How Good Samaritan Laws Work

No Good Deed Goes Unpunished?

Good Samaritan woodcut Good Samaritan woodcut
This woodcut engraving depicts the Biblical story of the Good Samaritan, after a drawing by Julius Schnorr von Carolsfeld (German painter, 1794 - 1872). ZU_09/Getty Images

One of the often-cited stories illustrating the various nuances of Good Samaritan laws is that of Lisa Torti and Alexandra Van Horn. In 2004, the two L.A.-area co-workers were headed home from a party as passengers in separate cars when Van Horn's car crashed. Torti allegedly thought she saw smoke and liquid coming from Van Horn's car and, fearing an explosion, pulled her colleague from the vehicle. Afterward, Van Horn was paralyzed [source: James]. But was it the result of the accident or Torti's actions?

Van Horn sued Torti, claiming the car was not emitting smoke or in danger of exploding, so Torti had no business pulling her from the vehicle. She also alleged Torti yanked her from it "like a rag doll." Torti argued Van Horn couldn't sue her due to provisions in the state's Good Samaritan law. But in the first such case of its kind at the time, the California Supreme Court ruled that Van Horn could, indeed, sue Torti because Good Samaritan protection was only for those administering medical care, not for people simply rescuing another [source: Courthouse News]. Because of this ruling, the California state legislature modified its Good Samaritan law the following year to provide liability protection to people administering nonmedical care [source: American Tort Reform Association].

And then there was the Peng Yu episode in China. In 2006, an aged woman fell as she was trying to board a city bus, breaking a hip. A bystander, Peng Yu, came to her aid, helping her to a hospital. But later on, with mounting medical bills, the woman and her family sued Peng Yu, claiming he had caused her to fall. Although the woman had no evidence to back up this assertion, the judge ruled in her favor, deciding that Peng Yu must have been motivated to help the woman because he had caused the accident, as no one would help another just to be kind. After this ruling, many injured Chinese people began suing those who tried to help them, and innocent rescuers often were found guilty. Consequently, people stopped offering assistance to those in need. It wasn't until an injured child was left to die that the city of Shenzhen passed China's first Good Samaritan law in 2013 [sources: Lee, Martinsen].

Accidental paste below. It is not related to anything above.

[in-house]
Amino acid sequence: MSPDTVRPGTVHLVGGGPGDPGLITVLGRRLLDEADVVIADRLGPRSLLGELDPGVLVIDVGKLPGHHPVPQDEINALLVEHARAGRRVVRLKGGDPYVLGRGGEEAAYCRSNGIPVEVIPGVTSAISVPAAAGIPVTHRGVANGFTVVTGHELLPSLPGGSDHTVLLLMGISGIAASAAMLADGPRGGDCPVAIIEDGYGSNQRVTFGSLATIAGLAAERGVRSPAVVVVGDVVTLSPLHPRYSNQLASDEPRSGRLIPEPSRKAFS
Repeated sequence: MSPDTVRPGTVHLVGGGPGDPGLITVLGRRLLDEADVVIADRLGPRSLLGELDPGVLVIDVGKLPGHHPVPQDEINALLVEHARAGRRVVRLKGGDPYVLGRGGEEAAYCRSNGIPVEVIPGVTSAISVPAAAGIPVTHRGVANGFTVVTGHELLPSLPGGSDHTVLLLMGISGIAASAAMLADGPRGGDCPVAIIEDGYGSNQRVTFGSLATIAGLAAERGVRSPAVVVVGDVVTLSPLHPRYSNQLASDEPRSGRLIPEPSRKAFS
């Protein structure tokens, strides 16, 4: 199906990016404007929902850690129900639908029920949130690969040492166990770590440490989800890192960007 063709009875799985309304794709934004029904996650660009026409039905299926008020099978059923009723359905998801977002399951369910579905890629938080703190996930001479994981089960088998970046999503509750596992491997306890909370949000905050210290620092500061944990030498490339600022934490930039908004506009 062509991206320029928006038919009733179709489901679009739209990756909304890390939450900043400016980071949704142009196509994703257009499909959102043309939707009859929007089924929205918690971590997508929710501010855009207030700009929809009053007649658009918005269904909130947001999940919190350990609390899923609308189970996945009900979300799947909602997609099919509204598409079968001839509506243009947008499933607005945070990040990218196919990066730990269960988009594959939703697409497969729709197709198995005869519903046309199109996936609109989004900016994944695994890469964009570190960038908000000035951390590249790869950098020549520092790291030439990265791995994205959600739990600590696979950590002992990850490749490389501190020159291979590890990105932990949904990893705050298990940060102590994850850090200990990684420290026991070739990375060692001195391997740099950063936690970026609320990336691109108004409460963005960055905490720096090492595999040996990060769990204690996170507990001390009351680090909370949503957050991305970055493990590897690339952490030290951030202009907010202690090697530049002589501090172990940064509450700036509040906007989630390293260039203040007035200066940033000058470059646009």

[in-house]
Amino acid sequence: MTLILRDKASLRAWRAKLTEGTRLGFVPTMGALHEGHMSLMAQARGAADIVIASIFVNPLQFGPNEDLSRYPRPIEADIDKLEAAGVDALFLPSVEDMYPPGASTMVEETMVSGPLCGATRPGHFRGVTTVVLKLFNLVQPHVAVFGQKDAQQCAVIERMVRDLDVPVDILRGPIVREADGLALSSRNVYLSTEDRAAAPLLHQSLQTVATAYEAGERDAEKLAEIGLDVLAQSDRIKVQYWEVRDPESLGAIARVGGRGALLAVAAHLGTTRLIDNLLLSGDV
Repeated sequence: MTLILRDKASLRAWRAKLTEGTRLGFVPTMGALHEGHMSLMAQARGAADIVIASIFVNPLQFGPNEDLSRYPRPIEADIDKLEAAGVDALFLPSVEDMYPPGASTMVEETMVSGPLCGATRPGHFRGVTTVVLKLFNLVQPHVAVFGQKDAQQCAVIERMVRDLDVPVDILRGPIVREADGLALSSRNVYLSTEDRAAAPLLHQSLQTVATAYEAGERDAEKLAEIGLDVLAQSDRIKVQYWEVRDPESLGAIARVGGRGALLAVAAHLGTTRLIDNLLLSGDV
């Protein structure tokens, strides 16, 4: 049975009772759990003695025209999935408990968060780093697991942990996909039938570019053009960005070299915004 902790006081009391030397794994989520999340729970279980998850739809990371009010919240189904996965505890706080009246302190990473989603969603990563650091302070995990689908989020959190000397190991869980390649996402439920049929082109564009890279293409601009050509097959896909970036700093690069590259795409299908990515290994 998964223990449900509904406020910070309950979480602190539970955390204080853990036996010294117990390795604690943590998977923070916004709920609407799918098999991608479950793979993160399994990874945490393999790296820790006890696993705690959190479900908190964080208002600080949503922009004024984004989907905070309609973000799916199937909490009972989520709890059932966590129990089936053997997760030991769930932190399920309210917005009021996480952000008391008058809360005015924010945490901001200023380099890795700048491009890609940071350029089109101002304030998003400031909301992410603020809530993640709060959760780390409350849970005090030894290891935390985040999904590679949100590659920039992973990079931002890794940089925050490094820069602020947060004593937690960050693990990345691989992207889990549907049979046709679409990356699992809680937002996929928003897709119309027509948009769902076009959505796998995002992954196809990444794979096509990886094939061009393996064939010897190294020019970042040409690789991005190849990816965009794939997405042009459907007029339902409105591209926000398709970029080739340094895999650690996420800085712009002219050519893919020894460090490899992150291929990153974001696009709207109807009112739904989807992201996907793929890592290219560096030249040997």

China finally passed a national Good Samaritan law in 2017 that protects people who try to help others they believe to be injured, ill or otherwise incapacitated, ensuring they won't be held civilly liable if the person ends up harmed in some way from their actions. Critics have both complained that the law is too broad (shielding people from things they should not really be attempting) and that it doesn't address the issue of injured people trying to scam Good Samaritans, which was what made people reluctant to help in the first place [source: Tan].